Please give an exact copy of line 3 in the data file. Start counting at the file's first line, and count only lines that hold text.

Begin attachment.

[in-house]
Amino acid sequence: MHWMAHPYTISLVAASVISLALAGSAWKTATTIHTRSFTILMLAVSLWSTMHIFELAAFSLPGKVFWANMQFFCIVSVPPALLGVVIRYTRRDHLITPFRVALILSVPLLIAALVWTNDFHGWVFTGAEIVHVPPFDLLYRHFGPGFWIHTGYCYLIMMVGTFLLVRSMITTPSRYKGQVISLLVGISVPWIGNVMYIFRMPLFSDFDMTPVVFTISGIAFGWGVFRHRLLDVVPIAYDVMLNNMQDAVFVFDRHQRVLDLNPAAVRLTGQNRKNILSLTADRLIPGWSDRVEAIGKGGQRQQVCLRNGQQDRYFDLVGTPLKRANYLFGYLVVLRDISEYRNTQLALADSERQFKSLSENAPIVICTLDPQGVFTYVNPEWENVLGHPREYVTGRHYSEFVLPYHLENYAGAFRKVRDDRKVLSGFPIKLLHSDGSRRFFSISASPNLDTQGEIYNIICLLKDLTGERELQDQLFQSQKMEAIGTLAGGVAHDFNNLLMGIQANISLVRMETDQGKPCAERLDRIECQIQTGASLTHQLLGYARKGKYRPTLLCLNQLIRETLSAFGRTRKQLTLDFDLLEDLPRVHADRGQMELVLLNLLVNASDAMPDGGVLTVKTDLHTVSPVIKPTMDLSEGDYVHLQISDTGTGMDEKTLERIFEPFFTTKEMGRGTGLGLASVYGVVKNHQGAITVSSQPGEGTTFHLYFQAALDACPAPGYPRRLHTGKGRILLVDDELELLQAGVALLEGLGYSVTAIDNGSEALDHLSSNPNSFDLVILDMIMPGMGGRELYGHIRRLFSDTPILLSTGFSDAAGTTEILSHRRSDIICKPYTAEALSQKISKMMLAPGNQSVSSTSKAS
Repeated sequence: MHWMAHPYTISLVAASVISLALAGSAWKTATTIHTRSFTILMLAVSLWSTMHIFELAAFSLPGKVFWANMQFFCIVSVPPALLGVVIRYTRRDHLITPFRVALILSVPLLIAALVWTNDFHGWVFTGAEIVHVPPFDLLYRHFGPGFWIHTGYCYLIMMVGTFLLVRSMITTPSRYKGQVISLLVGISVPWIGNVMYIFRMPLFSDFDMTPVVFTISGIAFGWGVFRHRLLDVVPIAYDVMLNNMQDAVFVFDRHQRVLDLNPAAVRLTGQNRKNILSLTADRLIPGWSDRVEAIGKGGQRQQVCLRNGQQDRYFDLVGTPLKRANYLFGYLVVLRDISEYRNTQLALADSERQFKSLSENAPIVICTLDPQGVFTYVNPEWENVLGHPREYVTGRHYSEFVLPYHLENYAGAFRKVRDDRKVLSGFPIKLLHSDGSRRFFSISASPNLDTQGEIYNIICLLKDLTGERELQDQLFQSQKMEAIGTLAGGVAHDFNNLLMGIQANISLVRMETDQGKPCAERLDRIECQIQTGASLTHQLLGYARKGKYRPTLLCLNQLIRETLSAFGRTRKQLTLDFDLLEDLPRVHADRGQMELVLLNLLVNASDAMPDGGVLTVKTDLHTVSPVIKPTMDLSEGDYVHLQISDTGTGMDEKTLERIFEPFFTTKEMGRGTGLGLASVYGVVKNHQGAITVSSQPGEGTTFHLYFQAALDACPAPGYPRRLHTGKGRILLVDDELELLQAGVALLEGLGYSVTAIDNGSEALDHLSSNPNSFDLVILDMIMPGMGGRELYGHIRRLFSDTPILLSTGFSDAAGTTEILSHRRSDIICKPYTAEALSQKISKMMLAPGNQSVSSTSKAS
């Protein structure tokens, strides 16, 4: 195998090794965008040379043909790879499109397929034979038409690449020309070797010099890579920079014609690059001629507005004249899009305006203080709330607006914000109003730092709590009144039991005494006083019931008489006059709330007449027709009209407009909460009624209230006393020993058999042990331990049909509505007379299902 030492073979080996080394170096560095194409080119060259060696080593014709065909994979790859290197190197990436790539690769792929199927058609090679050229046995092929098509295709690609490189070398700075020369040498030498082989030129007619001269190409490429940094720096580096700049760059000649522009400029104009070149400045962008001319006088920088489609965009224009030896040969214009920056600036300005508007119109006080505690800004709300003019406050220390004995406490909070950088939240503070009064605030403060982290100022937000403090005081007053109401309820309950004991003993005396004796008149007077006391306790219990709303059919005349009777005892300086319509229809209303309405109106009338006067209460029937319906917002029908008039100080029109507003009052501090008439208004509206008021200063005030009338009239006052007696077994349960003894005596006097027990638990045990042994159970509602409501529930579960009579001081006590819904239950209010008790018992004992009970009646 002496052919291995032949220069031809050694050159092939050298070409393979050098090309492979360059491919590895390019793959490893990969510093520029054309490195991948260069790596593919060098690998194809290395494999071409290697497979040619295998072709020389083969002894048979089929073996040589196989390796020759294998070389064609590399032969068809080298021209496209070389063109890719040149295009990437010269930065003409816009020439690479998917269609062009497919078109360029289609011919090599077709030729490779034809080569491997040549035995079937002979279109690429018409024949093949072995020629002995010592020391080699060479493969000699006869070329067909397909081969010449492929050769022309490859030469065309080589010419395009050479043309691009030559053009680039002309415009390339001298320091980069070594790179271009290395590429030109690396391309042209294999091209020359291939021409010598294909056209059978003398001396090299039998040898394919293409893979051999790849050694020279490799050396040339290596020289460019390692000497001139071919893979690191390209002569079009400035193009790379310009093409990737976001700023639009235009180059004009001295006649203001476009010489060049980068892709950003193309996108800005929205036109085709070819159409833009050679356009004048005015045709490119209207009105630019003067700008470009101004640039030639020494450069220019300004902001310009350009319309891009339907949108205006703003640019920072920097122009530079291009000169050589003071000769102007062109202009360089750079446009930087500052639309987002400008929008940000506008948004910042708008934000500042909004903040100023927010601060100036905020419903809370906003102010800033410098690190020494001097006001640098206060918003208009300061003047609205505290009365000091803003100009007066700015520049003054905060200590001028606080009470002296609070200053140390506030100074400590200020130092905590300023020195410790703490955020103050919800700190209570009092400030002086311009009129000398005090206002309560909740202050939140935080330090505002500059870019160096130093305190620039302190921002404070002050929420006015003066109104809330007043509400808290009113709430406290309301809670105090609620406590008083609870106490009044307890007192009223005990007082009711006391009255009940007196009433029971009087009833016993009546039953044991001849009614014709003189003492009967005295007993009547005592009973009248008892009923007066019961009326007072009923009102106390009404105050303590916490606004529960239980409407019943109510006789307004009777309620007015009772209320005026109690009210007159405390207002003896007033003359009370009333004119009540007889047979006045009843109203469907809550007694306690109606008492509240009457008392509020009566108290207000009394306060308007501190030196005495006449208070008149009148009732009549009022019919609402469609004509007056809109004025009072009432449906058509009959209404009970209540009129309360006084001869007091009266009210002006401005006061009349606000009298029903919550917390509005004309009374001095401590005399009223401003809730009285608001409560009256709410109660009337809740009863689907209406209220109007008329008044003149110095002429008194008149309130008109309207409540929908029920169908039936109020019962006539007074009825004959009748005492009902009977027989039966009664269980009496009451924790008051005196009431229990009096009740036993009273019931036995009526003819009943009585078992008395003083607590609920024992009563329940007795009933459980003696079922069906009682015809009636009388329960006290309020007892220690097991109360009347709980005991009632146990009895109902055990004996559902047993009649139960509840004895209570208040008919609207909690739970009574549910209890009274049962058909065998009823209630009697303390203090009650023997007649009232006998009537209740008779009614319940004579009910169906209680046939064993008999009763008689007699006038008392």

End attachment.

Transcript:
Repeated sequence: MHWMAHPYTISLVAASVISLALAGSAWKTATTIHTRSFTILMLAVSLWSTMHIFELAAFSLPGKVFWANMQFFCIVSVPPALLGVVIRYTRRDHLITPFRVALILSVPLLIAALVWTNDFHGWVFTGAEIVHVPPFDLLYRHFGPGFWIHTGYCYLIMMVGTFLLVRSMITTPSRYKGQVISLLVGISVPWIGNVMYIFRMPLFSDFDMTPVVFTISGIAFGWGVFRHRLLDVVPIAYDVMLNNMQDAVFVFDRHQRVLDLNPAAVRLTGQNRKNILSLTADRLIPGWSDRVEAIGKGGQRQQVCLRNGQQDRYFDLVGTPLKRANYLFGYLVVLRDISEYRNTQLALADSERQFKSLSENAPIVICTLDPQGVFTYVNPEWENVLGHPREYVTGRHYSEFVLPYHLENYAGAFRKVRDDRKVLSGFPIKLLHSDGSRRFFSISASPNLDTQGEIYNIICLLKDLTGERELQDQLFQSQKMEAIGTLAGGVAHDFNNLLMGIQANISLVRMETDQGKPCAERLDRIECQIQTGASLTHQLLGYARKGKYRPTLLCLNQLIRETLSAFGRTRKQLTLDFDLLEDLPRVHADRGQMELVLLNLLVNASDAMPDGGVLTVKTDLHTVSPVIKPTMDLSEGDYVHLQISDTGTGMDEKTLERIFEPFFTTKEMGRGTGLGLASVYGVVKNHQGAITVSSQPGEGTTFHLYFQAALDACPAPGYPRRLHTGKGRILLVDDELELLQAGVALLEGLGYSVTAIDNGSEALDHLSSNPNSFDLVILDMIMPGMGGRELYGHIRRLFSDTPILLSTGFSDAAGTTEILSHRRSDIICKPYTAEALSQKISKMMLAPGNQSVSSTSKAS